I was first introduced to this book by students in my Ancient Political Theory class while discussing Plato’s Republic. “This is like The Giver!” I had never read the book, so I picked it up and found that, indeed, there are many similarities. The Giver by Lois Lowry is set in a utopian future society where all individuality has been suppressed and people live lives planned by a central council of Elders who dictate who will marry, who has children, what jobs people have, and every aspect of life, from clothing and hair styles to food eaten and recreational activities allowed. The central character of the story is Jonas, a young boy about to become a Twelve, at which point he will be given the assignment of his career for the rest of his life. At that ceremony, when the rest of his classmates are assigned to be doctors or engineers or fish hatchery assistants, Jonas is selected to be The Receiver. All Jonas knows is what he is told: that this will require significant amounts of pain and courage, and that it is a position of the highest honor. In his training, he learns that the sameness and equality is built on a foundation of suppression of individual choice and forced equality based on genetically engineering out the ability to perceive difference — in color, in emotion, in life. Jonas has to decide what is more important — the stability of the community or the freedom of the individual.
The Giver won a Newbery Medal and has become a classic in elementary and junior high school curriculums. It has had its fair share of controversy, especially around the role that euthanasia plays in the society and the death of children, but I feel that this is an age-appropriate introduction to one of the central issues of political philosophy in an engaging story that forces Jonas to deal with the conflicting demands of his new awakening and the supposed happiness of everyone he has ever known.
It’s not just a philosophical treatise, however. This story expertly builds tension as Jonas awakens from his enforced peacefulness to a new reality. The flow of the prose builds like a stream slowly turning into a surging river. I have two main problems with this story. First, there is no explanation of how the ability of the Giver to transmit memories by touch works. This bit of mental telepathy seems out of place in a world in which everything else is so prosaically regulated. By second problem with the book is the ending. The first time I read The Giver I didn’t realize it was part of a series, so I was really mad at the cliffhanger type ending. Even now, as I reread it with the second book sitting on my nightstand to read next, the ending still bothered me. The story doesn’t have a resolution, but rather just ends.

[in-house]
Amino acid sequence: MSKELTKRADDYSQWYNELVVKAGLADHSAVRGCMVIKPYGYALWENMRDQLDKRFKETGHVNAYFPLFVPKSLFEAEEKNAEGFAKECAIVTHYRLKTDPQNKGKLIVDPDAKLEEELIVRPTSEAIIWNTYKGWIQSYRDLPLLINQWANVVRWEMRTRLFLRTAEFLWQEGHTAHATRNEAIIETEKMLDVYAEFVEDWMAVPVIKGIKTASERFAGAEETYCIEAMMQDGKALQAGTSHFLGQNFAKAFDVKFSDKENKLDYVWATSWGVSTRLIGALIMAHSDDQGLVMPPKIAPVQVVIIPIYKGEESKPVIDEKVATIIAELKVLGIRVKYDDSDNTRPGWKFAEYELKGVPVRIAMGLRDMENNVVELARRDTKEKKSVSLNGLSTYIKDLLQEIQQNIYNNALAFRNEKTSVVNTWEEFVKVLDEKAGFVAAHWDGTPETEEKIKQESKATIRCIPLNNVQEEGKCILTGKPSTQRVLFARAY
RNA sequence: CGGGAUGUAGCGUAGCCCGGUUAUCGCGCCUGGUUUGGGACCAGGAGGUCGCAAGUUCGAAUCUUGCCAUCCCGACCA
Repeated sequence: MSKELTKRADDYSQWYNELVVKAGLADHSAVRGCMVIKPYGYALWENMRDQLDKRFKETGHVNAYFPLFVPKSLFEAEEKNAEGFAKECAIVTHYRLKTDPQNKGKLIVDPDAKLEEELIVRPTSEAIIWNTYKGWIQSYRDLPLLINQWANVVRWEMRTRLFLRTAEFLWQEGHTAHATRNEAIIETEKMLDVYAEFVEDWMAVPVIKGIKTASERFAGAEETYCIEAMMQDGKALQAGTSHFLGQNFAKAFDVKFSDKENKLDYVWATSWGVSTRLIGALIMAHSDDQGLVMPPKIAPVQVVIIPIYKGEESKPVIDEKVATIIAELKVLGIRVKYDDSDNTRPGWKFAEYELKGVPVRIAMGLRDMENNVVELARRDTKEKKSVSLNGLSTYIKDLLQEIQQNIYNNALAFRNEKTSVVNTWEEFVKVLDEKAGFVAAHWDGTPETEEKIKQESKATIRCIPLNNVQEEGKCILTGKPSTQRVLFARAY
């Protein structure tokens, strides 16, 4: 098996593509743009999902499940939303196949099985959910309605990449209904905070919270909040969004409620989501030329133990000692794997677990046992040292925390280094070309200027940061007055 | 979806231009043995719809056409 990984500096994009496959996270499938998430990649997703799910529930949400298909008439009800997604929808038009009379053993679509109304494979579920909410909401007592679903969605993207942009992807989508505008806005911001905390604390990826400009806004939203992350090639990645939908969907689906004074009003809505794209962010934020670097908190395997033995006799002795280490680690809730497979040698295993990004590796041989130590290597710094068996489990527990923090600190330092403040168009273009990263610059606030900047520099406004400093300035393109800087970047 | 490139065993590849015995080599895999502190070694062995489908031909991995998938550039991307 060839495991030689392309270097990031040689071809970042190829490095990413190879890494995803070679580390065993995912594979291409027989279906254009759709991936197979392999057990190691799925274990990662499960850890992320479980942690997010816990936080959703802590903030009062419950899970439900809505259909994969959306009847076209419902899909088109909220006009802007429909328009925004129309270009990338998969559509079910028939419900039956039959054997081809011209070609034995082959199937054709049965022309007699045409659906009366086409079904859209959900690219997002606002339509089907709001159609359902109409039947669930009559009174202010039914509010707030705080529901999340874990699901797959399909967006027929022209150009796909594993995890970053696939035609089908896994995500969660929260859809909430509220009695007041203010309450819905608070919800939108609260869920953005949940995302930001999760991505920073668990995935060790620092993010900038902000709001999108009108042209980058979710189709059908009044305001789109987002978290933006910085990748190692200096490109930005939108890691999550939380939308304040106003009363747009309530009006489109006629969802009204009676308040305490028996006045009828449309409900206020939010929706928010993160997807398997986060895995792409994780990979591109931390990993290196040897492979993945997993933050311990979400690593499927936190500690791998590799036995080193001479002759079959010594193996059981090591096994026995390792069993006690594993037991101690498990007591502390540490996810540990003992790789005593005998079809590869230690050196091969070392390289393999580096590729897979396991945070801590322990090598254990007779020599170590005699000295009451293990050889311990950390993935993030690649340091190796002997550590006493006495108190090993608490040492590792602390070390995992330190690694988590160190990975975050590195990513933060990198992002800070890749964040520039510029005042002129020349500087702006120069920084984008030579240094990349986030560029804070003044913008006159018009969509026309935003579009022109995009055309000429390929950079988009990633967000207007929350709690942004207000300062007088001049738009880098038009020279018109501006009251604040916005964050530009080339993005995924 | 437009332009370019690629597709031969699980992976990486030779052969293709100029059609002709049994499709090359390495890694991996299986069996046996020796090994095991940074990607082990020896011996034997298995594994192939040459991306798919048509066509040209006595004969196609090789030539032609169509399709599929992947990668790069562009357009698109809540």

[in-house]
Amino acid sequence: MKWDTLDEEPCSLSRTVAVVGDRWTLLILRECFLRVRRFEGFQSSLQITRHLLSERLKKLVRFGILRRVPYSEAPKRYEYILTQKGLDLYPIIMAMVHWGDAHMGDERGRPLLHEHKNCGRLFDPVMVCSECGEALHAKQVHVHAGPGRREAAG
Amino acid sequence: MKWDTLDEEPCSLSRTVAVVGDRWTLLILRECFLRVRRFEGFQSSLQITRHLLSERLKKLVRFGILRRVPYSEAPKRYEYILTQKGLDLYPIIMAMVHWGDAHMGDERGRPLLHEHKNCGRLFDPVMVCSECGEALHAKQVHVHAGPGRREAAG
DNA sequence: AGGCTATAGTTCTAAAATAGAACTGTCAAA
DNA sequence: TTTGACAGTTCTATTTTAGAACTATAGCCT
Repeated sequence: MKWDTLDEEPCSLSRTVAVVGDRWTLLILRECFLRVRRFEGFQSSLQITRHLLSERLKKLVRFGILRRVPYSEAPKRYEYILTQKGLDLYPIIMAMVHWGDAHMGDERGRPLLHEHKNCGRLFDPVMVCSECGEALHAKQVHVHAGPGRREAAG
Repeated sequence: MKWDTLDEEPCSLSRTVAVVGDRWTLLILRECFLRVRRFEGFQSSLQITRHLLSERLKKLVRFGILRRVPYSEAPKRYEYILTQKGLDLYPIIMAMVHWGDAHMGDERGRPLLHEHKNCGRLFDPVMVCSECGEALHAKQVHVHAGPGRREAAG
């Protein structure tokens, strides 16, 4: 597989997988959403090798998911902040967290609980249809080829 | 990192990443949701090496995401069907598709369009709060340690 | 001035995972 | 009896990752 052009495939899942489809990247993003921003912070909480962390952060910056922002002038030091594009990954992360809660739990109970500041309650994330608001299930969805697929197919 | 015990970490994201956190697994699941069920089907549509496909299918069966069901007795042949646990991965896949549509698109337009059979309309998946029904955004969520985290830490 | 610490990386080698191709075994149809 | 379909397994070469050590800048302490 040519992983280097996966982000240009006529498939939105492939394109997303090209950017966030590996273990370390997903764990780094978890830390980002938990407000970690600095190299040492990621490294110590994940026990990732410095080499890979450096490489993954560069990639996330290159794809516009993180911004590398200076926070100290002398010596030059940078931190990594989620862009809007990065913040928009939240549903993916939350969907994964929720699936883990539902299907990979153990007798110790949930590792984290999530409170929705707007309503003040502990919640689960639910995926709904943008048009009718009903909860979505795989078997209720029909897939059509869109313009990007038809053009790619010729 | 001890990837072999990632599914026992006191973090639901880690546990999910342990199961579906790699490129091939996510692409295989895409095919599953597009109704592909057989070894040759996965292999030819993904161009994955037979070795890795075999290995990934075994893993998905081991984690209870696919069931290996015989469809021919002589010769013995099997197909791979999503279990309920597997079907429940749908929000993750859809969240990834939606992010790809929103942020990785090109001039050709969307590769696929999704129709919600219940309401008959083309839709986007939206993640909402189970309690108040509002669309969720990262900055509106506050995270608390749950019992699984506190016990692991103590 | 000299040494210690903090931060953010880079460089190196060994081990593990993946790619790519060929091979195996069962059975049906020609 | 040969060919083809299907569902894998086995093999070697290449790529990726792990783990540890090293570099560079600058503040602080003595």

I would recommend that parents read The Giver if their children are going to read it so that they can be aware of the emotionally upsetting content of the story and be able to discuss it with their children. I do think it is a valuable book for students to read, and has the rare ability to mix a good story with important questions. I plan on making sure my son reads this book when he is older, because of its value. I am looking forward to reading the next two books in the series, which I have not previously read, in preparation for the last book in the quartet to be released in September.
Giver — (1993-2012) Publisher: Jonas’s world is perfect. Everything is under control. There is no war or fear of pain. There are no choices. Every person is assigned a role in the community. Jonas lives in a seemingly ideal world. When Jonas turns 12 he is singled out to receive special training from The Giver. The Giver alone holds the memories of the true pain and pleasure of life. Not until he is given his life assignment as the Receiver does Jonas begin to understand the dark secrets behind this fragile community. Now, it is time for Jonas to receive the truth. There is no turning back.